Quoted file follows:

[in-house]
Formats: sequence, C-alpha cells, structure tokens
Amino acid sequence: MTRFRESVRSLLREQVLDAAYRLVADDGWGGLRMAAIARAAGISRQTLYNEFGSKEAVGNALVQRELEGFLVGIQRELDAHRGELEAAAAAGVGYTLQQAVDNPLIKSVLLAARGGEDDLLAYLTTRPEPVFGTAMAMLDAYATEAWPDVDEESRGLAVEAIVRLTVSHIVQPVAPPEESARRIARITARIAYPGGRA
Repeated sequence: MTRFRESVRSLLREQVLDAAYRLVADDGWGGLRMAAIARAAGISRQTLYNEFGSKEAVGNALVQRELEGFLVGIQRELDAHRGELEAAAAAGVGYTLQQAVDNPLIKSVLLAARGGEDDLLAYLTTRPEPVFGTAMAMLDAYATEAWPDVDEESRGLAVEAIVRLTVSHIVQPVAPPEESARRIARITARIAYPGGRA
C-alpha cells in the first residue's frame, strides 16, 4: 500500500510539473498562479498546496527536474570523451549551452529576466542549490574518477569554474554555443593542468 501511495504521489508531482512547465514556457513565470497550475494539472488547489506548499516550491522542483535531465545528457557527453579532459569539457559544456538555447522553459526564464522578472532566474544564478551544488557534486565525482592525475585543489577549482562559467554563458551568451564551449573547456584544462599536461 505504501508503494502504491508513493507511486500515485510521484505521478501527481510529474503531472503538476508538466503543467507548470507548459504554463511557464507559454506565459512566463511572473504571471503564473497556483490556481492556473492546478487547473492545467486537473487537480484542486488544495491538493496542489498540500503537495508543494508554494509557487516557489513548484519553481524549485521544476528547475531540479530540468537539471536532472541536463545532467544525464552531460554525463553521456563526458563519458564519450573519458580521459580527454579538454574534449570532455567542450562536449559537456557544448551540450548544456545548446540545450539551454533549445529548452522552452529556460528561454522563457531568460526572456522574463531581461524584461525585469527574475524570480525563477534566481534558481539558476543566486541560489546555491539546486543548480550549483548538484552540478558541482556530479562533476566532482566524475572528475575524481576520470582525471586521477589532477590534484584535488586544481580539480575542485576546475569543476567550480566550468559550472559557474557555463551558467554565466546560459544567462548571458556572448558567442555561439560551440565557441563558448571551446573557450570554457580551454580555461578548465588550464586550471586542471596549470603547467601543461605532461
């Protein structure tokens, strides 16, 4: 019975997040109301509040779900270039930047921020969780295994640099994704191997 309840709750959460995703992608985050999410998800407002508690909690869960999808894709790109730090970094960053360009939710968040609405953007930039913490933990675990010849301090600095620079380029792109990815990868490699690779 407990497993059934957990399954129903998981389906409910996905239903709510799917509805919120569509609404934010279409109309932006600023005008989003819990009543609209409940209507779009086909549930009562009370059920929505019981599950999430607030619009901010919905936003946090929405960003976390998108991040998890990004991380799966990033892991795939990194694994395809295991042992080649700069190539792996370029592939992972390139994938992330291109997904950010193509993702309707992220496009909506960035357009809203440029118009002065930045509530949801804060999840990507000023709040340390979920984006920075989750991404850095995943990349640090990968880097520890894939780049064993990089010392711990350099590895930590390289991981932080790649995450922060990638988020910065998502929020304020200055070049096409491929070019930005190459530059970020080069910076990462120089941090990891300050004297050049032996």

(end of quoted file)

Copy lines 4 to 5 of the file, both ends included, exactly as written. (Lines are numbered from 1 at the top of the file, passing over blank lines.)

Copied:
Repeated sequence: MTRFRESVRSLLREQVLDAAYRLVADDGWGGLRMAAIARAAGISRQTLYNEFGSKEAVGNALVQRELEGFLVGIQRELDAHRGELEAAAAAGVGYTLQQAVDNPLIKSVLLAARGGEDDLLAYLTTRPEPVFGTAMAMLDAYATEAWPDVDEESRGLAVEAIVRLTVSHIVQPVAPPEESARRIARITARIAYPGGRA
C-alpha cells in the first residue's frame, strides 16, 4: 500500500510539473498562479498546496527536474570523451549551452529576466542549490574518477569554474554555443593542468 501511495504521489508531482512547465514556457513565470497550475494539472488547489506548499516550491522542483535531465545528457557527453579532459569539457559544456538555447522553459526564464522578472532566474544564478551544488557534486565525482592525475585543489577549482562559467554563458551568451564551449573547456584544462599536461 505504501508503494502504491508513493507511486500515485510521484505521478501527481510529474503531472503538476508538466503543467507548470507548459504554463511557464507559454506565459512566463511572473504571471503564473497556483490556481492556473492546478487547473492545467486537473487537480484542486488544495491538493496542489498540500503537495508543494508554494509557487516557489513548484519553481524549485521544476528547475531540479530540468537539471536532472541536463545532467544525464552531460554525463553521456563526458563519458564519450573519458580521459580527454579538454574534449570532455567542450562536449559537456557544448551540450548544456545548446540545450539551454533549445529548452522552452529556460528561454522563457531568460526572456522574463531581461524584461525585469527574475524570480525563477534566481534558481539558476543566486541560489546555491539546486543548480550549483548538484552540478558541482556530479562533476566532482566524475572528475575524481576520470582525471586521477589532477590534484584535488586544481580539480575542485576546475569543476567550480566550468559550472559557474557555463551558467554565466546560459544567462548571458556572448558567442555561439560551440565557441563558448571551446573557450570554457580551454580555461578548465588550464586550471586542471596549470603547467601543461605532461